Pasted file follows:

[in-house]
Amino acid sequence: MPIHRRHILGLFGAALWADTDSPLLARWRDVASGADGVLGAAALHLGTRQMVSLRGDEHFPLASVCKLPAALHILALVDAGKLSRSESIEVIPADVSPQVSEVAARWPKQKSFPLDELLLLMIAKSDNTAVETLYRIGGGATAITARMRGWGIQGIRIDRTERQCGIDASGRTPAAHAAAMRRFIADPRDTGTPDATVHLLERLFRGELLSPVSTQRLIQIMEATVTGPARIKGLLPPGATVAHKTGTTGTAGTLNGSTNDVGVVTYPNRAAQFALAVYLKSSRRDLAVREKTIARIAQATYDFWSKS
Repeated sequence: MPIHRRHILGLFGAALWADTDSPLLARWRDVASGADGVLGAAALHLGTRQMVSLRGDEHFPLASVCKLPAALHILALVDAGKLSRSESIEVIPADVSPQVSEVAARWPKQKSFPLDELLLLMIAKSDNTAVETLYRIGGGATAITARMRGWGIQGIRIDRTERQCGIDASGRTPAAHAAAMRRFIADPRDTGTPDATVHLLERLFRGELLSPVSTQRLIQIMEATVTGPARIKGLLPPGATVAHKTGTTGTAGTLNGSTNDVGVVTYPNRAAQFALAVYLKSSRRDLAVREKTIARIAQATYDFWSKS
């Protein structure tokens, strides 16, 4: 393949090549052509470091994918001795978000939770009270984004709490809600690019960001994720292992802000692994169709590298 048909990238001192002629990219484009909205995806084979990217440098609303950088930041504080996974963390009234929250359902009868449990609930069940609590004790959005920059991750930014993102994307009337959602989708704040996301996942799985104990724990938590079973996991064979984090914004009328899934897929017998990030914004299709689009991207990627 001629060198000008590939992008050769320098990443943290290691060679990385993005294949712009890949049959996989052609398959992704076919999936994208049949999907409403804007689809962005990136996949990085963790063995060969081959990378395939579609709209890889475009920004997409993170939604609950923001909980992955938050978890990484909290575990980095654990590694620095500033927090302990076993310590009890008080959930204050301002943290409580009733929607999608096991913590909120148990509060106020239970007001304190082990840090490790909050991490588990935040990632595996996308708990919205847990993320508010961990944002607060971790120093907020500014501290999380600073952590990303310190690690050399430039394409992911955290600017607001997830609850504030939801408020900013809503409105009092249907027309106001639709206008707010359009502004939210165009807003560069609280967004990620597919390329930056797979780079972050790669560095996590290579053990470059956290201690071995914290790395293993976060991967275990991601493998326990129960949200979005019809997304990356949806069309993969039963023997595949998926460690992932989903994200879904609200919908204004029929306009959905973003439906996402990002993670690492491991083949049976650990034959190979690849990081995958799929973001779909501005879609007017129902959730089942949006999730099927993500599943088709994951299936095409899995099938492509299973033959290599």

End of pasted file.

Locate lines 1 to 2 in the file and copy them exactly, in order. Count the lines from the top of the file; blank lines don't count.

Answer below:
[in-house]
Amino acid sequence: MPIHRRHILGLFGAALWADTDSPLLARWRDVASGADGVLGAAALHLGTRQMVSLRGDEHFPLASVCKLPAALHILALVDAGKLSRSESIEVIPADVSPQVSEVAARWPKQKSFPLDELLLLMIAKSDNTAVETLYRIGGGATAITARMRGWGIQGIRIDRTERQCGIDASGRTPAAHAAAMRRFIADPRDTGTPDATVHLLERLFRGELLSPVSTQRLIQIMEATVTGPARIKGLLPPGATVAHKTGTTGTAGTLNGSTNDVGVVTYPNRAAQFALAVYLKSSRRDLAVREKTIARIAQATYDFWSKS